Tuesday, July 09, 2013

An Evolutionary Tour of the Galapagos (4): Love, Reproductive Fitness, and Transcendent Longings

June 18
We navigated to Fenandina and explored the Mangle Point area.  In the afternoon, we went back to Isabella to hike around Urvina Bay.

Fernandina is one of the most pristine of the islands, with few introduced species.

Urvina Bay is a special site because one can see the consequences of geological uplift.  In 1954, this area was raised by up to 10 meters.  In 1994, it was raised by 90 cm.  The evidence for this is everywhere--shells, sea urchin segments, and lots of coral heads--which shows the underwater origins of the land.

June 19
During the night, the Cormorant navigated to the Espinosa Point area of Fenandina, where we saw lots of sea lions, and Carlos explained their breeding behavior.  The mature females must find suitable areas for breeding--such as a protected tidal pool where the young can swim safely until they are old enough to swim farther out in the sea.  The sea lions are serial polyandrists.  A dominant male will fight for dominance over the breeding territory, but the male's dominance is brief, often only a few weeks.  The females then move on to a new breeding territory with a new dominant male.

We saw more flightless cormorants, and Carlos explained their courtship behavior, which includes the male presenting the female with pretty ornaments for the nests.

We also talked about the frigate birds, who inflate their red neck pouch for sexual display, which seems to be an example of sexual selection.  Males with such inflated pouches cannot even feed themselves.

Repeatedly, Carlos brought up the courtship and breeding behavior of the animals we saw, and he explained it in Darwinian terms as evolved adaptations for reproduction.  This fascinates us because we see how similar this is to our human behavior in courtship, conjugal bonding, and parental care, although the behavioral reproductive patterns differ for different animals in ways that are adaptive for them.  This intimates to us that our deepest desires for loving and being loved might be explained scientifically as evolved strategies for reproductive fitness.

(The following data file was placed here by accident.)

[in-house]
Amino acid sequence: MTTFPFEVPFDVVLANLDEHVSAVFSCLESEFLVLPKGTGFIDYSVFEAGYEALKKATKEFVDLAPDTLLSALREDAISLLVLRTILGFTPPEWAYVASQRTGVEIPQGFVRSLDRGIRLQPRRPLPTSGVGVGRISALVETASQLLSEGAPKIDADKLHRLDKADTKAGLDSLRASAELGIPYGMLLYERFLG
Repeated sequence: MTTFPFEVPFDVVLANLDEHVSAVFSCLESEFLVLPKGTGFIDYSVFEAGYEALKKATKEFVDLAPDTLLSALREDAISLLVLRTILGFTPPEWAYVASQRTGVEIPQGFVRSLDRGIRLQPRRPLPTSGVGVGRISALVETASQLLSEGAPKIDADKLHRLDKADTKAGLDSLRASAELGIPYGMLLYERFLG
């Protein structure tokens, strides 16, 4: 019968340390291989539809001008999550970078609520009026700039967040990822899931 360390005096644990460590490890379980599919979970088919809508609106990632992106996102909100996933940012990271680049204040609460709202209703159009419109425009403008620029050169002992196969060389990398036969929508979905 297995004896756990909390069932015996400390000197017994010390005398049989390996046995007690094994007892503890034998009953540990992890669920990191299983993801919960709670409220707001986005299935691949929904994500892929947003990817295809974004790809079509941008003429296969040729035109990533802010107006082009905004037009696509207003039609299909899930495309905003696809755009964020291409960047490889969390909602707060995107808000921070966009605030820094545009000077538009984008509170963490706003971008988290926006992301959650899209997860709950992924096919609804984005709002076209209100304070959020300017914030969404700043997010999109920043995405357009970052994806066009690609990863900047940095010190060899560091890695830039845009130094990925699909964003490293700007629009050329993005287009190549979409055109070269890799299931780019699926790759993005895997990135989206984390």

Of course, many people deny this Darwinian explanation of human behavior.  As I have noted in some previous posts, existentialist conservatives like Peter Lawler argue that Darwinism is only partly true, because while it explains our animal sociality, it cannot explain our deepest existential longings for love and meaning in our lives and our fear of death.  We cannot live with the Darwinian teaching that we are just very smart social mammals who live for a time and then die, in a universe that does not care for or about us.  We are moved by transcendent longings for a universe in which we are the center of attention:  It's all about me!

A tour of the Galapagos does not support such transcendental human narcissism.  This is a world that evolved for millions of years without any human beings present.  In fact, much of the charm of the Galapagos, as Darwin noted, is that since the animals did not evolve any instinctive fear of humans, they seem remarkably tame--we can move among them, and they do not hide or run away.

Galapagos is a world born out of volcanic fire, a world of great beauty, but also a world of suffering and death.  It is a world indifferent to our human cares.  But it is also a world that appeals to us: we care about this world, and we want to preserve and cultivate its biodiversity, because we find deep satisfaction in seeing it, studying it, and pondering how it illuminates the cosmic process of evolution that gave birth to us, and to our capacity for seeing, studying, and pondering the meaning of it all during the brief lives that we have on this Earth.

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